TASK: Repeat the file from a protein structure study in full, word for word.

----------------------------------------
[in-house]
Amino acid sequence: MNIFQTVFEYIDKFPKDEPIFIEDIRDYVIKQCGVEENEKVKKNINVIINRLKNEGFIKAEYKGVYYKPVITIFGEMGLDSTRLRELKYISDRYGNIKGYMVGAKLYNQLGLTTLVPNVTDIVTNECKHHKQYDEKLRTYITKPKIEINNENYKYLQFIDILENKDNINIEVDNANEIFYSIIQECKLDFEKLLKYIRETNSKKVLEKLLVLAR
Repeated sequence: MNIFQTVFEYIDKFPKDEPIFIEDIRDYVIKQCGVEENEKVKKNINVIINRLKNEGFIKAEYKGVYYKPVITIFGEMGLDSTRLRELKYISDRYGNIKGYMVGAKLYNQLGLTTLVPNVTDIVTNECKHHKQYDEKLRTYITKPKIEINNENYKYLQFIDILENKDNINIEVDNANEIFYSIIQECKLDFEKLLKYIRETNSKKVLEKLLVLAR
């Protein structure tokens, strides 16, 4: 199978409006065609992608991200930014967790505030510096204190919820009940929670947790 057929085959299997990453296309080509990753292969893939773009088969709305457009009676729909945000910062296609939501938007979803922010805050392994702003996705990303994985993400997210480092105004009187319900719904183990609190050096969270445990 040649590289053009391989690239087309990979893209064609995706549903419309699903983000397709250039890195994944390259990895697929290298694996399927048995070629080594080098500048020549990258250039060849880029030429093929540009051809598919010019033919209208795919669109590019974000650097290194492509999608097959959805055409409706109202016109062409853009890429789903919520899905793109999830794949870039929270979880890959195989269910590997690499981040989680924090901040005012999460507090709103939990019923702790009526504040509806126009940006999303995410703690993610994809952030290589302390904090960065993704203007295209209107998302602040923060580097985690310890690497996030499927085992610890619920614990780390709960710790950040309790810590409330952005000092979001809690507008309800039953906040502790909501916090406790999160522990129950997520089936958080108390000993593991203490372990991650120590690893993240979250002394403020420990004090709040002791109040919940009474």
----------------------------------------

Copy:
[in-house]
Amino acid sequence: MNIFQTVFEYIDKFPKDEPIFIEDIRDYVIKQCGVEENEKVKKNINVIINRLKNEGFIKAEYKGVYYKPVITIFGEMGLDSTRLRELKYISDRYGNIKGYMVGAKLYNQLGLTTLVPNVTDIVTNECKHHKQYDEKLRTYITKPKIEINNENYKYLQFIDILENKDNINIEVDNANEIFYSIIQECKLDFEKLLKYIRETNSKKVLEKLLVLAR
Repeated sequence: MNIFQTVFEYIDKFPKDEPIFIEDIRDYVIKQCGVEENEKVKKNINVIINRLKNEGFIKAEYKGVYYKPVITIFGEMGLDSTRLRELKYISDRYGNIKGYMVGAKLYNQLGLTTLVPNVTDIVTNECKHHKQYDEKLRTYITKPKIEINNENYKYLQFIDILENKDNINIEVDNANEIFYSIIQECKLDFEKLLKYIRETNSKKVLEKLLVLAR
């Protein structure tokens, strides 16, 4: 199978409006065609992608991200930014967790505030510096204190919820009940929670947790 057929085959299997990453296309080509990753292969893939773009088969709305457009009676729909945000910062296609939501938007979803922010805050392994702003996705990303994985993400997210480092105004009187319900719904183990609190050096969270445990 040649590289053009391989690239087309990979893209064609995706549903419309699903983000397709250039890195994944390259990895697929290298694996399927048995070629080594080098500048020549990258250039060849880029030429093929540009051809598919010019033919209208795919669109590019974000650097290194492509999608097959959805055409409706109202016109062409853009890429789903919520899905793109999830794949870039929270979880890959195989269910590997690499981040989680924090901040005012999460507090709103939990019923702790009526504040509806126009940006999303995410703690993610994809952030290589302390904090960065993704203007295209209107998302602040923060580097985690310890690497996030499927085992610890619920614990780390709960710790950040309790810590409330952005000092979001809690507008309800039953906040502790909501916090406790999160522990129950997520089936958080108390000993593991203490372990991650120590690893993240979250002394403020420990004090709040002791109040919940009474």